Zoocheck has sent out letters expressing its concerns about the frog boxes to retailers currently selling them in Ontario. An outline of the actual needs required by this particular frog species to be kept safely and humanely in captivity - as endorsed by amphibian experts - has also been included, along with a health advisory statement regarding the very real threat of Salmonella contamination linked to these frogs. Hopefully with a little more awareness these retailers will recognize the risks and cruelty associated with frogs-in-a-box and pull them from their shelves.

Michelle Harrison
Zoocheck Inc.

Friday, August 24, 2012

The Blame Game or What I Learned About Cormorants This Summer

When I told my parents I'd be working on a Zoocheck campaign to protect Double-crested Cormorants this summer, their immediate response was “oh those birds that eat all the fish!” I have to admit, this surprised me. Unlike my parents I felt very neutral towards this black bird I occasionally saw around the lake, but I was soon to learn that the Double-crested Cormorant is one of the most unjustly hated and vilified birds anywhere.

I’m lucky to have a family cottage up north, and over the past few years I’ve begun to notice the cormorants; usually sighting one or two, most often during boat rides. It’s hard not to be amazed by their distinct way of flying so incredibly low over the water, seemingly skimming the surface with their wing tips. More than once, I’ve found myself envying their ability to effortlessly manoeuver in the water; gracefully diving beneath the surface, incredibly at home in the aquatic world. Standing on webbed feet with wings outstretched, it’s hard to forget the odd sight of a cormorant drying its feathers in the sun and breeze. Up until now this was what I knew of Double-crested Cormorants. Unlike my parents I had avoided the rumour mill, never coming to perceive these native waterbirds as voracious fish-eating machines.

Both my parents are in their late 50’s now, and grew up in a time when there were a lot more game fish to be caught, and a lot less cormorants to be seen. Cormorant numbers plummeted after World War II with increased human persecution and chemical contamination from DDT. As cormorants on this part of the continent reached a point of near complete destruction, the pesticide DDT was banned, and in the 1980s their population numbers started to grow. This was somewhat bad timing, with their successful and somewhat dramatic increase in population, combined with the more conspicuous and landscape altering nature of their nesting habits, has unfortunately coincided with the ever noticeable decrease in desirable game fish –likely providing the opportunity for anglers and wildlife managers to target the cormorant as their scapegoat.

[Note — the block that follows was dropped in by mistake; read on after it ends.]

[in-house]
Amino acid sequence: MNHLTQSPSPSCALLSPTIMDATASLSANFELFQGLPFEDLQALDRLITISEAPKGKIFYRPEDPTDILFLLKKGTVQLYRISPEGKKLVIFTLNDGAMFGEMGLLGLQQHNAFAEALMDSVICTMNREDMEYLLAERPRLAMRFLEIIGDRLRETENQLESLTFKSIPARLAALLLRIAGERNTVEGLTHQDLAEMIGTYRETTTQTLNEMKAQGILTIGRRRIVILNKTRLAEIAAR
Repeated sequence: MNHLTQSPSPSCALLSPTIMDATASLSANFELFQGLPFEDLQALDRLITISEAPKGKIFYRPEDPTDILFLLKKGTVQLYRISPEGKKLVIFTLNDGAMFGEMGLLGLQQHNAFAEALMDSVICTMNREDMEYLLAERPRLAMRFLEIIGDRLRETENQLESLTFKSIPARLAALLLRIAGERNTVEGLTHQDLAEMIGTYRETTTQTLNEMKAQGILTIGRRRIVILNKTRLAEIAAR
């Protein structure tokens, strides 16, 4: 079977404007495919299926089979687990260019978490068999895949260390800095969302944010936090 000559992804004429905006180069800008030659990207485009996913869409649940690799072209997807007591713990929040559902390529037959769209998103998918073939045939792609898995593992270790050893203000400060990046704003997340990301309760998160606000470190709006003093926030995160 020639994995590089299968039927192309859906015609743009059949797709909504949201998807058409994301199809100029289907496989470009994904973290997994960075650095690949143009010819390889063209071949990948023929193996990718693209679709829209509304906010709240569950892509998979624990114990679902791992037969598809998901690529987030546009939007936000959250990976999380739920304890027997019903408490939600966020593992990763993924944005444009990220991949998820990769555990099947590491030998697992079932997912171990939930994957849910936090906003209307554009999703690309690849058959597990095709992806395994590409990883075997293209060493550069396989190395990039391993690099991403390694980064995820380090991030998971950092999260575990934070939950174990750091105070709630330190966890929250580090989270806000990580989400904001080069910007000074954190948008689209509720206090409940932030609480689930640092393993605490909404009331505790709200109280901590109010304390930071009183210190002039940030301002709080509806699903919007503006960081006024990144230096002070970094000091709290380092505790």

Despite science consistently being on the side of these birds (numerous studies have shown that cormorants may actually aid native fish species by primarily eating small invasive fish like alewives and the incredibly numerous round goby), pressure from hunting and fishing groups resulted in Parks Canada and the Ontario Ministry of Natural Resources attempting to “control cormorant numbers” through what they call “management programs”.

Since 2000, these ill-defined programs have involved a range of attempts to kill and prevent the reproduction of cormorants through egg oiling, harassment, nest destruction, and most ruthless of all the shooting of parent birds while nesting in colonies on protected park lands. Of course the mass shooting of thousands of defenceless nesting birds sounds horrible, but it wasn’t until I actually witnessed the footage recorded by Cormorant Defenders International (CDI) of the culls carried out by park workers, that it really hit me how brutal and archaic this practice really is.

Cormorants are attentive and protective parents, who take turns incubating their eggs, hunting for fish and alternatively shading their fairly exposed young while in their treetop nests. Cormorants mate and nest in the breeding season at varying schedules which means there is a considerable span of time during which nestlings may be present. Apparently, adult cormorants aren't supposed to be slaughtered while chicks are present. But determining whether a cormorant has a chick or two in the nest is difficult or impossible. Many nests are located high in the trees, and with each pair of birds nesting at various stages, shooters engaged in culling really have no idea if there are young or not in the nests. Inevitably this results in young chicks being left to starve or fry to death in the hot sun where their parents are killed.